Caste and (International) Development
1. David Mosse argues that "the evidence points to the need for policy innovation to address market and non-market discrimination and to remove barriers, especially in the informal and private sector; and to ensure caste has its proper place in the global development policy debate”.
Mosse, D. (2018). Caste and development: Contemporary perspectives on a structure of discrimination and advantage. World Development, 110, 422–436.
2. Discrimination based on work and descent (DWD) excludes and marginalises some of the most vulnerable groups in at least 20 countries while privileging others. It is an important structural cause of entrenched poverty and inequality. Inherited caste status, as found in South Asia and its global diaspora, has been described as 'an important determinant of life opportunity for a fifth of the world's population. While evidence of caste discrimination is unequivocal, there is very little data to monitor progress in addressing caste-based disparities in achieving specific SDG targets.
Saraceni, N. & Shanmugavelan M. (2019): Caste and Development: tackling discrimination based on work and descent in the implementation of Sustainable Development Goals. London: BOND UK.
3. Caste, modern slavery and development:
Competitive markets exploit workers of protected categories to maximise profits. Caste discrimination is no exception, fuelling slavery, child labour and the exploitation of workers in South Asia. Ethical Trade Initiative and Dalit Solidarity Network UK report making a case for caste's relevance in international business and what international actors can do to abolish caste-based modern slavery.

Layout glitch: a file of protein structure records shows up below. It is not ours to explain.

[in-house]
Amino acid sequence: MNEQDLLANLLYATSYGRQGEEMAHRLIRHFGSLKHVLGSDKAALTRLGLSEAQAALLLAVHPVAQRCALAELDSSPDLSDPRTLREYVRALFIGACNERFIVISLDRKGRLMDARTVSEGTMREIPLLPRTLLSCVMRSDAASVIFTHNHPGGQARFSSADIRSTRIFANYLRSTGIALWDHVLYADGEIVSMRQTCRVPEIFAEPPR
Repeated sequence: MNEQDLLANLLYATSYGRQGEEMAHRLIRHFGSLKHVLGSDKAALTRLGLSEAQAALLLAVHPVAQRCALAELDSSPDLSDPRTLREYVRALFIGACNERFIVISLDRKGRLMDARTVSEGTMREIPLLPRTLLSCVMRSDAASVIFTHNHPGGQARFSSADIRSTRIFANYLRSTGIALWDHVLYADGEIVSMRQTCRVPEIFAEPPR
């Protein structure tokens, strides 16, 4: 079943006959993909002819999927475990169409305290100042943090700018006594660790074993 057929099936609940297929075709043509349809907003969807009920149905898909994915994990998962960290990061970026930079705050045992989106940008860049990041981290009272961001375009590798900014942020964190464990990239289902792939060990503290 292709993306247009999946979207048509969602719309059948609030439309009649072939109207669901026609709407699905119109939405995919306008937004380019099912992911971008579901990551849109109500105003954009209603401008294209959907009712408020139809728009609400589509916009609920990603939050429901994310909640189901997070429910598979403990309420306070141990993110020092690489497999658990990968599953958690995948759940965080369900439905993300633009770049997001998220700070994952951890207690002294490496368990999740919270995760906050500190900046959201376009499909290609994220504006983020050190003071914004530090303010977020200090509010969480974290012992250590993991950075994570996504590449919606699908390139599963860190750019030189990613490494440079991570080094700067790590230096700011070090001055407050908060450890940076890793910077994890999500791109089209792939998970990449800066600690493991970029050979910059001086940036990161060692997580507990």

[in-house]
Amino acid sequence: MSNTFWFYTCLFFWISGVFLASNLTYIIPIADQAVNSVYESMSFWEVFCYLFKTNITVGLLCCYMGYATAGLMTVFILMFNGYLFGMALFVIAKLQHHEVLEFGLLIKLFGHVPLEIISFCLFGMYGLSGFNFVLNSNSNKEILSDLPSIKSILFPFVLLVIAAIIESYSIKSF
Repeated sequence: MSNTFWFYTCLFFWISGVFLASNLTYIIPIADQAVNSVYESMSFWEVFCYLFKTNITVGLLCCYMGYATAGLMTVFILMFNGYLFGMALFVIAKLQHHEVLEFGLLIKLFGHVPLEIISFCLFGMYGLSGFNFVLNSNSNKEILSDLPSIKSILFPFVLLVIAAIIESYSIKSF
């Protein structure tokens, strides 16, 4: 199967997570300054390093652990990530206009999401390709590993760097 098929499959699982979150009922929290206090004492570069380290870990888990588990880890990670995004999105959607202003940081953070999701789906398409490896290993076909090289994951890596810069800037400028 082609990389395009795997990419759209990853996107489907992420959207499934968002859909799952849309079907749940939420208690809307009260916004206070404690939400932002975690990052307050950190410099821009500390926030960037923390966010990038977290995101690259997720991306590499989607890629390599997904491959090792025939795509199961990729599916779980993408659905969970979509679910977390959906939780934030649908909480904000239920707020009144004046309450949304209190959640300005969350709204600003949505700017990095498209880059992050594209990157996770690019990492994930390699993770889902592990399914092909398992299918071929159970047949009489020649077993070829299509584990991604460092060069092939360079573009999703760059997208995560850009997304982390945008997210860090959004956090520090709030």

Base Code Guidance: Caste in global supply chains (2019). Ethical Trade Initiative.
4. In this critique, Teltumbde theorises the unholy alliance of Hindutva, globalisation and neoliberalism that continues to exploit Dalits and other oppressed caste groups.
Teltumbde, A (2020). Chapter 2, 'Hindutva, Dalits and the Neoliberal Order'. In Teltumbde eds. Hindutva and Dalits: Perspectives for Understanding Communal Praxis: Sage, 2020. pp. 25-52.
5. Mahatma Gandhi National Rural Employment Guarantee Act (MGNREGA) is the largest social security scheme globally, guaranteeing 100 days of unskilled manual work to all rural households in India. It may be true that many Dalits and other oppressed caste groups are benefiting from this scheme. However, the 'successful' implementation of NREGA also appears to be largely contributing to a rise in social tensions and caste-identity politics.
De Neve, G., & Carswell, G. (2011). NREGA and the Return of Identity Politics in Western Tamil Nadu, India. Forum for Development Studies, 38(2), 205–210.
On caste manifestation in globalised India
6. Adivasi scholar Abhay Xaxa (1987-2020) was an activist and development practitioner who worked closely with the Adivasi land rights movement, development agencies, and media and research institutions. He wrote, "I am not your data" poem summarises the erosion of dignity of one of the most oppressed groups in south Asia in the name of development.
Xaxa, A. F. (2016, January 15). I am not your data. Adivasi Resurgence. Retrieved February 22, 2022, from http://adivasiresurgence.com/2016/01/13/i-am-not-your-data/
7. Jodhka, S. S., & Newman, K. (2007). In the Name of Globalisation: Meritocracy, Productivity and the Hidden Language of Caste. Economic and Political Weekly, 42(41), 4125–4132.